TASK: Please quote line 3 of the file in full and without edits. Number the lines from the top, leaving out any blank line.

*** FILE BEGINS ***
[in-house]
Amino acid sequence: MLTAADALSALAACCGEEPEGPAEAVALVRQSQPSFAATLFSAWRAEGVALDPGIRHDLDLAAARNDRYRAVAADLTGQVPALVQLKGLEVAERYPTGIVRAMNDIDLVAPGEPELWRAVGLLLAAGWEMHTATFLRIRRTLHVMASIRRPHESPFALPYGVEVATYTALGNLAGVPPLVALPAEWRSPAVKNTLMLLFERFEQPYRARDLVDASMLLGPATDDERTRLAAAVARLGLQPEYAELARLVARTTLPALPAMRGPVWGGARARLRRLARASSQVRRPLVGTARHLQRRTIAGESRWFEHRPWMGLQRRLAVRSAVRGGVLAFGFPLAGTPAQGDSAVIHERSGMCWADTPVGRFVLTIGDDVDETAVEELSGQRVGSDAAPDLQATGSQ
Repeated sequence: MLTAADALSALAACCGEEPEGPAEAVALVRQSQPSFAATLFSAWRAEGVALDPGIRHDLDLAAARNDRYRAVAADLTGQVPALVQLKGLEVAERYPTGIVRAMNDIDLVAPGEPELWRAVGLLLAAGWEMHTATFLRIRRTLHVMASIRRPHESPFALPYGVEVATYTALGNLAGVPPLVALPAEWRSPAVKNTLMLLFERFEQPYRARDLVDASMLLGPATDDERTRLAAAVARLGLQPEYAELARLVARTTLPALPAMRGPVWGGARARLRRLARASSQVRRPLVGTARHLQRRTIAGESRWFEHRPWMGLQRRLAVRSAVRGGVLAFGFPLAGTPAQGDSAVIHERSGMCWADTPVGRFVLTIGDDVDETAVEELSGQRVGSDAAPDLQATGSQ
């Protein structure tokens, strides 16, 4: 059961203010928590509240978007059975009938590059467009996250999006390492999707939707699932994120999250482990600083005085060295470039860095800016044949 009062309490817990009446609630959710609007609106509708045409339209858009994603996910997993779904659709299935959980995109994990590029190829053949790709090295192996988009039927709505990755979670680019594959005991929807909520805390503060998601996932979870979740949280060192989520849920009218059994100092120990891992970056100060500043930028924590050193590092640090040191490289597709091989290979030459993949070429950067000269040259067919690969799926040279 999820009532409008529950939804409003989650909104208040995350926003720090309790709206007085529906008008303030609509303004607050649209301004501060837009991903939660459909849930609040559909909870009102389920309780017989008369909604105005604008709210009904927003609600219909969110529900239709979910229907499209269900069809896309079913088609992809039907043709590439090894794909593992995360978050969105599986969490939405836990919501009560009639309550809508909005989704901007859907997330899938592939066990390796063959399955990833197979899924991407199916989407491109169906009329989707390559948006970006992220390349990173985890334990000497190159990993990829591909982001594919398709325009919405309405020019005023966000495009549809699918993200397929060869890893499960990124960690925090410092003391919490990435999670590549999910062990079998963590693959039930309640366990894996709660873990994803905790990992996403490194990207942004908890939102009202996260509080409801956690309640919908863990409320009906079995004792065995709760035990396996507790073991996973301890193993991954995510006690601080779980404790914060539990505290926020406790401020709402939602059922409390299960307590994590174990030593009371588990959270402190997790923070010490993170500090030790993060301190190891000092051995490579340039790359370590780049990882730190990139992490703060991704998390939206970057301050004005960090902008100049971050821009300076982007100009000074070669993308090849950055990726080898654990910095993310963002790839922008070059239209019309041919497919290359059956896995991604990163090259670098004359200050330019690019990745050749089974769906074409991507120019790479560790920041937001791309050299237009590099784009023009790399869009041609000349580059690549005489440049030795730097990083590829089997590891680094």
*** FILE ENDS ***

Repeated sequence: MLTAADALSALAACCGEEPEGPAEAVALVRQSQPSFAATLFSAWRAEGVALDPGIRHDLDLAAARNDRYRAVAADLTGQVPALVQLKGLEVAERYPTGIVRAMNDIDLVAPGEPELWRAVGLLLAAGWEMHTATFLRIRRTLHVMASIRRPHESPFALPYGVEVATYTALGNLAGVPPLVALPAEWRSPAVKNTLMLLFERFEQPYRARDLVDASMLLGPATDDERTRLAAAVARLGLQPEYAELARLVARTTLPALPAMRGPVWGGARARLRRLARASSQVRRPLVGTARHLQRRTIAGESRWFEHRPWMGLQRRLAVRSAVRGGVLAFGFPLAGTPAQGDSAVIHERSGMCWADTPVGRFVLTIGDDVDETAVEELSGQRVGSDAAPDLQATGSQ